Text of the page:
The developed, NPS national monument is accessed by US 20/26/93, a major cross state route and a shorter alternative to I-84/I-15 for travel between Idaho Falls and Boise, Idaho's two largest cities. For over 50 miles this highway runs at or close to the north edge of both the lava flows and the Snake River Plain, bordered to the north by the grassy foothills of the Pioneer Mountains
. The majority of the lava has low relief and is rather overgrown so the rocks appear more green than black in color, but the central section (within the NPS national monument) is darker and less vegetated, dotted with prominent cinder cones and ridges. The side road to the monument passes the visitor center, entrance station and 51 site campground (no hookups), then continues south through the lava for 4 miles - see map
. Although the monument is open all year, the road is not plowed much past the entrance, and it closes in winter due to snow, usually between mid November and mid April. Free, primitive camping is available along lesser roads branching off Hwy 20, such as 3.5 miles west, where a narrow track heads north, right beside the edge of the lava flow, winding into the empty hills.
The park road first reaches the parking area for the North Crater Flow Trail
, the most popular in the national monument since it is short, and close to the entrance. Signs along the way explain some aspects of the local geology. A longer but better hike begins just south; the North Crater Trail
climbs past several well preserved craters and patches of lava for 1.8 miles, to an alternative trailhead at the Spatter Cones
, another popular area. The cones are small vents formed by very fluid lava, which when ejected fell back in irregular lumps, forming jagged piles around the openings. Today, the rocks have the rich colors of red and purple, augmented by green and orange lichen. The very short path to the spatter cones is paved and wheelchair accessible, as is the half mile Devils Orchard Trail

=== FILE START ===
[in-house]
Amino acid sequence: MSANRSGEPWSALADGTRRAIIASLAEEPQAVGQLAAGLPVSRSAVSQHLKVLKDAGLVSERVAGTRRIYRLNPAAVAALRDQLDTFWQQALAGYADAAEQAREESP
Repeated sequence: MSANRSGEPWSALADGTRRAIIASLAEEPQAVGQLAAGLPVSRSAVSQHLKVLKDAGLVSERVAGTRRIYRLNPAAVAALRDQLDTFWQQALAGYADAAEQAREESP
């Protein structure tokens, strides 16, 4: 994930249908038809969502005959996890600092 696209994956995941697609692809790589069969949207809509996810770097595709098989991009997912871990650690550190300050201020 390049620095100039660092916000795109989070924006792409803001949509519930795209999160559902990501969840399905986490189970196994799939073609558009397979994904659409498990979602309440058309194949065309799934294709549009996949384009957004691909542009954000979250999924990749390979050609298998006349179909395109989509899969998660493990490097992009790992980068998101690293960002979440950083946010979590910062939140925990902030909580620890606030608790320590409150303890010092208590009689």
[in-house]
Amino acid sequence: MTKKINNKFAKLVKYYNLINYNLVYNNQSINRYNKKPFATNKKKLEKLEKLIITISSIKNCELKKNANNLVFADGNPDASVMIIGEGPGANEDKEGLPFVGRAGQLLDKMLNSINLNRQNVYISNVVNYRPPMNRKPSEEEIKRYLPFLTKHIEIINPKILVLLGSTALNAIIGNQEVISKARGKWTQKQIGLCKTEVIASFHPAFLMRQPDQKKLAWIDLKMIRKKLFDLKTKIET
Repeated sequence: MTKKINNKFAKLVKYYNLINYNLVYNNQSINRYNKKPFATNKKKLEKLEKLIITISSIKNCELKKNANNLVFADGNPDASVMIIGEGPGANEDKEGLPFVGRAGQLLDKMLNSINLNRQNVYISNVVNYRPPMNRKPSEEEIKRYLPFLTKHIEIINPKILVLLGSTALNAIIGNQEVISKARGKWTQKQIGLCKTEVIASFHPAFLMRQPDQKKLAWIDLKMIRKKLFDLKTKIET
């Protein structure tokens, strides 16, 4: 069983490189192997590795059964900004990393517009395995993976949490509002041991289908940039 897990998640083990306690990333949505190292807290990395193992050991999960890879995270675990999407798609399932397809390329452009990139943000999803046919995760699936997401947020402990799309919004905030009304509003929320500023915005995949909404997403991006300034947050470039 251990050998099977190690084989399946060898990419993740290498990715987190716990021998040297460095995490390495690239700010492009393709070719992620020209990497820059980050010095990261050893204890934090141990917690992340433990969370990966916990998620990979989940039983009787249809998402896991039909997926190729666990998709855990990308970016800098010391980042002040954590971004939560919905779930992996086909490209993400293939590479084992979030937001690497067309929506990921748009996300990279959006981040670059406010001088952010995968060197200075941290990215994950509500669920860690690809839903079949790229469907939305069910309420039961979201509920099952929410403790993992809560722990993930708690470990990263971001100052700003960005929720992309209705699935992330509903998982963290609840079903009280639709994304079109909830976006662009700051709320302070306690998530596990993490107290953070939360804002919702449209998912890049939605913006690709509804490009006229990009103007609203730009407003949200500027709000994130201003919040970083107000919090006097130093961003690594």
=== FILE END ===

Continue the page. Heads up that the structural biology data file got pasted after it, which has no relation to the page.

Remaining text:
, which crosses a party vegetated landscape of ash and lava.
There is one other popular path, also paved - the Caves Trail
across a field of pahoehoe lava, completely lacking any vegetation, to a junction beside a short lava tube (Dewdrop Cave
), where it forks. The north branch passes two more caverns, Boy Scout Cave
and the larger Beauty Cave
, where a short descent reaches a smooth, flat floor, but the accessible portion ends soon after; a narrower continuation passage is fenced off. The other branch of the trail heads south a little way to Indian Tunnel
, a partly collapsed cave that has a few short intact sections but can still be explored without flashlights. This is the largest and most impressive of the four caves, with a high ceiling and colorful lava blocks along the walls. All four are a rather short, however, compared with lava caves in other locations such as Lava Beds National Monument
in California and El Malpais National Monument
in New Mexico. A lesser trail once continued 2.5 miles east to a larger group of caves but this area is not currently open. Underground exploration in Craters of the Moon National Monument requires a free permit, obtainable from the entrance station and accompanied by warnings about the resident bats, who are under threat from a fungal disease.